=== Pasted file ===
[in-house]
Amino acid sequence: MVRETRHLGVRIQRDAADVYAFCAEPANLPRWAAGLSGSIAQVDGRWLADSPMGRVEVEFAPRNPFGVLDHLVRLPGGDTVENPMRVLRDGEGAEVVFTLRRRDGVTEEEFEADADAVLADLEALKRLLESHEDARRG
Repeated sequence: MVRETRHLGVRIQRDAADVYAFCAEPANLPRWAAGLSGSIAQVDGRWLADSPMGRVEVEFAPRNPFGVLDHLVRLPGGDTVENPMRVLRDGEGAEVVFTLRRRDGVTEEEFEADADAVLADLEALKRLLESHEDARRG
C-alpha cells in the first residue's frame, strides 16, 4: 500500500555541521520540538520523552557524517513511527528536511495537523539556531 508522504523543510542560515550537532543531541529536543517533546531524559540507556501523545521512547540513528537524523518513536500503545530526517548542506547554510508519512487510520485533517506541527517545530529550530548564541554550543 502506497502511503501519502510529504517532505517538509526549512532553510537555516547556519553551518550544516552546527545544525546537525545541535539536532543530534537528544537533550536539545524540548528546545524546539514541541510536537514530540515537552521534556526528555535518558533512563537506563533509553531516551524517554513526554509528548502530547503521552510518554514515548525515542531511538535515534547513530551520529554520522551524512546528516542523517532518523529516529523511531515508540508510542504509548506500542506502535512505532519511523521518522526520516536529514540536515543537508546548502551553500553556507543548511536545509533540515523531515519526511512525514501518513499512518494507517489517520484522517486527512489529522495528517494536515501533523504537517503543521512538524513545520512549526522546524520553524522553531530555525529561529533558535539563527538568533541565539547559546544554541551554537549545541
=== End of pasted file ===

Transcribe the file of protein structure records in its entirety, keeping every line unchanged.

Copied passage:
[in-house]
Amino acid sequence: MVRETRHLGVRIQRDAADVYAFCAEPANLPRWAAGLSGSIAQVDGRWLADSPMGRVEVEFAPRNPFGVLDHLVRLPGGDTVENPMRVLRDGEGAEVVFTLRRRDGVTEEEFEADADAVLADLEALKRLLESHEDARRG
Repeated sequence: MVRETRHLGVRIQRDAADVYAFCAEPANLPRWAAGLSGSIAQVDGRWLADSPMGRVEVEFAPRNPFGVLDHLVRLPGGDTVENPMRVLRDGEGAEVVFTLRRRDGVTEEEFEADADAVLADLEALKRLLESHEDARRG
C-alpha cells in the first residue's frame, strides 16, 4: 500500500555541521520540538520523552557524517513511527528536511495537523539556531 508522504523543510542560515550537532543531541529536543517533546531524559540507556501523545521512547540513528537524523518513536500503545530526517548542506547554510508519512487510520485533517506541527517545530529550530548564541554550543 502506497502511503501519502510529504517532505517538509526549512532553510537555516547556519553551518550544516552546527545544525546537525545541535539536532543530534537528544537533550536539545524540548528546545524546539514541541510536537514530540515537552521534556526528555535518558533512563537506563533509553531516551524517554513526554509528548502530547503521552510518554514515548525515542531511538535515534547513530551520529554520522551524512546528516542523517532518523529516529523511531515508540508510542504509548506500542506502535512505532519511523521518522526520516536529514540536515543537508546548502551553500553556507543548511536545509533540515523531515519526511512525514501518513499512518494507517489517520484522517486527512489529522495528517494536515501533523504537517503543521512538524513545520512549526522546524520553524522553531530555525529561529533558535539563527538568533541565539547559546544554541551554537549545541